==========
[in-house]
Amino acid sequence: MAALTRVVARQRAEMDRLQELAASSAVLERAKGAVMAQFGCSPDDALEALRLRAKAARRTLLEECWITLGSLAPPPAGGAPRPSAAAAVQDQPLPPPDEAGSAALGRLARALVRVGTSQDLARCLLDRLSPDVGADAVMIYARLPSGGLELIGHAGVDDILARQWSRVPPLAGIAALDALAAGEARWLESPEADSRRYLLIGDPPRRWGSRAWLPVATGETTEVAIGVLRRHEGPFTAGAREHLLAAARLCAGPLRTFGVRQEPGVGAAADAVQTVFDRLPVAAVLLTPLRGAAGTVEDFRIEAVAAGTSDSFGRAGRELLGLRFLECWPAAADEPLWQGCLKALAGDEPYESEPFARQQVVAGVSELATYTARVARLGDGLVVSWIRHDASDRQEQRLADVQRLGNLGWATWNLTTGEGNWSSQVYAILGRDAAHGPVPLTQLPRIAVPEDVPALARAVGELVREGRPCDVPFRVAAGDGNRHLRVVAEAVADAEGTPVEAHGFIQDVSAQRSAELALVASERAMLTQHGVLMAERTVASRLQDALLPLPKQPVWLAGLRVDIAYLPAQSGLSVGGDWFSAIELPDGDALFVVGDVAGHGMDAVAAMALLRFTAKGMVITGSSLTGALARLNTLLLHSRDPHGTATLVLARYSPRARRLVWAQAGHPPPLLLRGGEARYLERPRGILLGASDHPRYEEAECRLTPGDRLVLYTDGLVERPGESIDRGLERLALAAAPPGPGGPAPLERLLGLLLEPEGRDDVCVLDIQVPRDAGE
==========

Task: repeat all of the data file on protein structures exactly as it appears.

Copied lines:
[in-house]
Amino acid sequence: MAALTRVVARQRAEMDRLQELAASSAVLERAKGAVMAQFGCSPDDALEALRLRAKAARRTLLEECWITLGSLAPPPAGGAPRPSAAAAVQDQPLPPPDEAGSAALGRLARALVRVGTSQDLARCLLDRLSPDVGADAVMIYARLPSGGLELIGHAGVDDILARQWSRVPPLAGIAALDALAAGEARWLESPEADSRRYLLIGDPPRRWGSRAWLPVATGETTEVAIGVLRRHEGPFTAGAREHLLAAARLCAGPLRTFGVRQEPGVGAAADAVQTVFDRLPVAAVLLTPLRGAAGTVEDFRIEAVAAGTSDSFGRAGRELLGLRFLECWPAAADEPLWQGCLKALAGDEPYESEPFARQQVVAGVSELATYTARVARLGDGLVVSWIRHDASDRQEQRLADVQRLGNLGWATWNLTTGEGNWSSQVYAILGRDAAHGPVPLTQLPRIAVPEDVPALARAVGELVREGRPCDVPFRVAAGDGNRHLRVVAEAVADAEGTPVEAHGFIQDVSAQRSAELALVASERAMLTQHGVLMAERTVASRLQDALLPLPKQPVWLAGLRVDIAYLPAQSGLSVGGDWFSAIELPDGDALFVVGDVAGHGMDAVAAMALLRFTAKGMVITGSSLTGALARLNTLLLHSRDPHGTATLVLARYSPRARRLVWAQAGHPPPLLLRGGEARYLERPRGILLGASDHPRYEEAECRLTPGDRLVLYTDGLVERPGESIDRGLERLALAAAPPGPGGPAPLERLLGLLLEPEGRDDVCVLDIQVPRDAGE